Property For Members

Will it get any easier to get on the property ladder in Norway?

Frazer Norwell
Frazer Norwell - [email protected]
Will it get any easier to get on the property ladder in Norway?
Will it get any easier to get on the Norwegian property ladder this year? Pictured is a kitchen in a Norwegian home.. Photo by Rune Enstad on Unsplash

House prices in Norway are expected to rise in the first few months of the year while interest rates will be cut. Neither will happen simultaneously, so will buying a house get any easier this year?


The average cost of a home in Norway at the beginning of the year was just over 4.5 million kroner, according to figures from industry organisation Real Estate Norway.

House prices rose by 0.7 percent in January 2024, when adjusted for seasonal variation.

“The housing market is back,” managing director of Real Estate Norway Henning Lauridsen said when the latest figures were released.

The number of unsold homes, which began to accumulate in the autumn, has also started to fall.

House prices are expected to bounce back in 2024 following a more subdued 2023. Real Estate Norway predicts house prices to rise by 4 percent in 2024.

“Most of the house price growth over the course of a year occurs in the first half of the year, and particularly in January with the ‘January effect’. Given the positive development in January, it will be very exciting to follow the development going forward,” Lauridsen said.

While house price increases are good news for those already on the property ladder, those looking to buy may feel as if the ladder is being pulled up even further out of their reach.

High-interest rates have also made securing a mortgage more difficult. Part of the reason for this is that Norwegian banks are required to test mortgage applicant’s finances against potential interest increases of three percent.


As a result, applicants are typically offered lower loans in the event they can’t service their debt.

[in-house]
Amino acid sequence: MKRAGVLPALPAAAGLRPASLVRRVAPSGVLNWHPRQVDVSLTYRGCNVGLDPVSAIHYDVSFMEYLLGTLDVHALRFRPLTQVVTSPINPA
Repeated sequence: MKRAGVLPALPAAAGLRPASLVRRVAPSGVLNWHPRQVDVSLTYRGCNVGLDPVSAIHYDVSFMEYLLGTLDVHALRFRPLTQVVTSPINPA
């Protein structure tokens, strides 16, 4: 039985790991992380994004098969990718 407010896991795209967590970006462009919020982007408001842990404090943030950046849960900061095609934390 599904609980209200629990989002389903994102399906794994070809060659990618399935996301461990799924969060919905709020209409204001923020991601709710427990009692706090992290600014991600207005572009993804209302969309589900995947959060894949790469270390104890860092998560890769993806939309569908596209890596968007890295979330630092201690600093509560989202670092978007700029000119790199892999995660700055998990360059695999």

READ MORE: What foreign residents in Norway need to know to get a mortgage

Last year saw the key policy rate grow at the fastest rate ever recorded. The key policy rate in Norway is currently set to 4.5 percent, and Norges Bank has said the figure represents the rate peak.

Rates for a mortgage from a bank currently range between 5.7 and 7.7 percent, when borrowing up to the maximum 85 percent of a property’s value. This means that applicants need the finances in place to manage rates of between 8.7 and 10.7 percent – even if the interest rate is expected to fall.

Norges Bank will begin to lower the interest rate towards the end of the year. However, for now, only one rate cut is on the cards for 2024.

If inflation and the Norwegian krone exceed Norges Bank’s expectations, more cuts may be implemented.

Rate cuts are a double-edged sword for those looking to climb the property ladder. Lower rates will make complying with Norway’s mortgage regulations easier. However, lower rates will also increase demand and push up property prices.

Should property price increases outpace mortgage rate cuts, those wanting to buy a home will be worse off overall.


Join the conversation in our comments section below. Share your own views and experience and if you have a question or suggestion for our journalists then email us at [email protected].
Please keep comments civil, constructive and on topic – and make sure to read our terms of use before getting involved.

Please log in to leave a comment.

See Also